Is that what we do with parents? Mine them for the qualities we want to inherit and disdainfully discard the rest? And then wind up with what we chose and their worst qualities too? I seek to make you understand him and yet I didn't really understand him myself.
  • He loved to talk and exaggerate and spin a good yarn yet he always avoided the truth of the matter.
  • He was not demonstrative or affectionate yet he never once hit or spanked us.
  • He wheezed when he laughed and he laughed a lot yet he had a grinchy demeanor.
  • He swore all the time yet he never once said fuck.
  • He believed in work, it was his religion yet he hated churches. 
  • He was a farmer, practical and rooted in harsh reality yet he was a dreamer, always seeking spring instead of admitting fall frost. (He made me a dreamer too.)
  • He wanted to fly a plane someday. He even built a runway. (Tell me that's not a dreamer.) It never happened yet he made sure to arrange my first plane trip, something I'll never forget.
  • He loved to travel yet he did not believe in recreational or holiday time.  
  • He made toys out of iron to give his grandchildren yet he claimed he was so busy he had to work 18 hours a day.
  • He said that to raise happy kids you should just give them everything they want yet he had nearly nothing growing up.
  • He always told me land was the most important thing and that someday some of his beloved property would be mine but this never happened; instead he paid for my education even though he detested universities.
  • He always gave rides to hitch-hikers, he was quick to share gum, candies, money in his wallet, he frequently forgave long overdue bills, yet he didn't believe in charity.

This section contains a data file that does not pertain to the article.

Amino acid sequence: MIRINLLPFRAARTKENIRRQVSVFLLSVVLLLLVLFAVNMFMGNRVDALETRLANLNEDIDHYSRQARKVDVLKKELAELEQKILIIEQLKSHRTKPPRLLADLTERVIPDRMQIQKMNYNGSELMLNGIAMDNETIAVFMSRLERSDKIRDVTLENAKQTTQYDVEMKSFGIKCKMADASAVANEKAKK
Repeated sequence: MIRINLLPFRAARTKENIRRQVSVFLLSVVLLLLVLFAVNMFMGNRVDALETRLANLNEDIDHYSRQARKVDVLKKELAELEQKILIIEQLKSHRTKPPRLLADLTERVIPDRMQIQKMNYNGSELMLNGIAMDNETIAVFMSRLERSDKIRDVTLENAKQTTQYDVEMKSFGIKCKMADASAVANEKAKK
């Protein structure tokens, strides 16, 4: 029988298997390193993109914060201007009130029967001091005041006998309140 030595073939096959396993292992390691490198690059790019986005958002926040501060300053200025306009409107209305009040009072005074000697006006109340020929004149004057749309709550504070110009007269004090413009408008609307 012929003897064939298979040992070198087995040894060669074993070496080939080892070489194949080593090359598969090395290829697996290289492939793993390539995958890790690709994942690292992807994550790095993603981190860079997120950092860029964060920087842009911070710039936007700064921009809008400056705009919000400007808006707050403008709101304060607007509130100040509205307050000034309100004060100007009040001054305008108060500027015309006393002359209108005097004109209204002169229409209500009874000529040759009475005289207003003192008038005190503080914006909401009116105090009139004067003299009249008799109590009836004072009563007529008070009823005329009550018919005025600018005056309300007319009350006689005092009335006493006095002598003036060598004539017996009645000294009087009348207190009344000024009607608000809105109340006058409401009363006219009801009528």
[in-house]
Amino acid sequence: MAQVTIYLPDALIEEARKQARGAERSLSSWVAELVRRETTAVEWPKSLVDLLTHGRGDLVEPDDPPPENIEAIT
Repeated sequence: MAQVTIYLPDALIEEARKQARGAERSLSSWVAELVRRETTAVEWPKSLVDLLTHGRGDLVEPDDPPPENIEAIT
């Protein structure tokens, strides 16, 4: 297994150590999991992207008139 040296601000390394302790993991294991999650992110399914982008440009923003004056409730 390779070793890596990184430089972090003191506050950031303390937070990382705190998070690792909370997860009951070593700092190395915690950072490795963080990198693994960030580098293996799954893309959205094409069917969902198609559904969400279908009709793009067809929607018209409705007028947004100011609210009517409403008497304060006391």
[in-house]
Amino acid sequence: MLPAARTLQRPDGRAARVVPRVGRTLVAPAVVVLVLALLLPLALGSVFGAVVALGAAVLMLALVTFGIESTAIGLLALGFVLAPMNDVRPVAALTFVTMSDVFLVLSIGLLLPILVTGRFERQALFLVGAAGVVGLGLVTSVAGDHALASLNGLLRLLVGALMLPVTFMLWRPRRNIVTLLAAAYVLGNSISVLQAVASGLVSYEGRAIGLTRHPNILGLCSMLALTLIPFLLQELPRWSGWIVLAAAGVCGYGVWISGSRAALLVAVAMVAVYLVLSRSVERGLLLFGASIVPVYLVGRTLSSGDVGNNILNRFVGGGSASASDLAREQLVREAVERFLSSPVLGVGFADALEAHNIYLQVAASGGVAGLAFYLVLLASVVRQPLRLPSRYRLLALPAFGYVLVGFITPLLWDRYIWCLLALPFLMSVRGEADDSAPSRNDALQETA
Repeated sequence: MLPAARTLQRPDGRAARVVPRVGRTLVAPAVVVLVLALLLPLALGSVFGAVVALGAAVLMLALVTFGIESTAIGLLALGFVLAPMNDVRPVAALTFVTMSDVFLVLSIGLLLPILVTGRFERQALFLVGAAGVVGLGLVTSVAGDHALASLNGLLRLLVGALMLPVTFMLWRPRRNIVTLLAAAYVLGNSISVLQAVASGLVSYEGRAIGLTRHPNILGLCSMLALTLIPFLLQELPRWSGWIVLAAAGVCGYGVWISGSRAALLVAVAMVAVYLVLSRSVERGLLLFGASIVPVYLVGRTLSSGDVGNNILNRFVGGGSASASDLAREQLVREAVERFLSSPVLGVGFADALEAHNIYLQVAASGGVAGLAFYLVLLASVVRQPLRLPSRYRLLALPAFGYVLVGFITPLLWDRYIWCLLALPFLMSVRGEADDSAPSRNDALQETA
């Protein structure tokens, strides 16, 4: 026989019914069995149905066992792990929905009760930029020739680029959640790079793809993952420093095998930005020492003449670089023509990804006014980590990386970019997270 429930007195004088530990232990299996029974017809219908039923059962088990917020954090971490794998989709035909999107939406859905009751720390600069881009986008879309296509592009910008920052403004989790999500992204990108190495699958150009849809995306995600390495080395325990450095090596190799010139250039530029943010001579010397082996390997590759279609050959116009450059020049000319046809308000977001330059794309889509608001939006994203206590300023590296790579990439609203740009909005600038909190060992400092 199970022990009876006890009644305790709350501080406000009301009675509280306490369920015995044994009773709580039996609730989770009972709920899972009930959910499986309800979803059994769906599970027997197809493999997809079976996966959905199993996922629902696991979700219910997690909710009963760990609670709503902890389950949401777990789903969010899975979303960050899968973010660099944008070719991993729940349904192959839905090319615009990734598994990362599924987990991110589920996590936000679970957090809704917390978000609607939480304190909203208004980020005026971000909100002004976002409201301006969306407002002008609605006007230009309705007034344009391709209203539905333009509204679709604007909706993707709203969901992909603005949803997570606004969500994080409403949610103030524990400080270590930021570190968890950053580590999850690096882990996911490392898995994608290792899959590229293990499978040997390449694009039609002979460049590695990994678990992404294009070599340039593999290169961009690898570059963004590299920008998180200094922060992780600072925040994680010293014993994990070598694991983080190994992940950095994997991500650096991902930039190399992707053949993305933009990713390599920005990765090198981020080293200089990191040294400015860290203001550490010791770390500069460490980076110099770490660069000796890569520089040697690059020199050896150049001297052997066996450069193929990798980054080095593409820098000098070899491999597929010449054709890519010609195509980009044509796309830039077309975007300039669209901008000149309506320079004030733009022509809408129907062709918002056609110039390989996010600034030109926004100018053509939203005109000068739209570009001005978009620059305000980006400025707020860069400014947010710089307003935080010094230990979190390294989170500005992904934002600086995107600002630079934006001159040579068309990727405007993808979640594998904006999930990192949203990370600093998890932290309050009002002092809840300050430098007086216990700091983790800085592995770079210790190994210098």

• He would always sit on his knees at the kitchen table and there would be a big ring of salt and pepper around his plate whenever I cleared away his dishes yet he never said please or thank you.
  • He loved the outdoors and wildlife and would bring home wounded animals: rabbits, an owl, a bear cub (I kid you not), even a raven yet he loved his bulldozer and thought nothing of pushing down trees and busting through beaver dams and thought climate change was a comedy routine.
  • He was overtly political and he told me who I should vote for; I rarely voted for his candidate yet I could never fathom not voting (and now refuse to tell my own children for whom I vote).
  • He told me once after we finished installing a door: "There, now we can quit arguing." Confused, I replied, "I didn't know we were."
  • He often told his friends I was smart and they would tell me about these conversations later yet of course, I most strongly remember the one time he directly told me I was stupid.
  • He always had to be in charge or first (so exasperating) yet he rarely had to tell us twice and never had to raise his voice.
  • He loved to remind me that his mother was an artist. He loved country music, dances, John Wayne, Clint Eastwood and a good movie bar-fight and he loved it when a sassy woman punched a man in the movies and he loved "The Flintstones" and restoring old vehicles and welding and building toys yet he thought the arts were a waste of time and money. 
  • He held not-so-private grudges yet no one was ever turned away from our door.
     He was and wasn't many things. Just like me I guess. And if I could, I probably wouldn't change anything about him. Miss you Dad.

Sunday, December 19, 2010

Things that are most likely the devil:

Gourmet dessert truffles are basically chocolate-flavoured butter. Just sayin' (and salivating like the dog-raised-on-trans-fat that I am).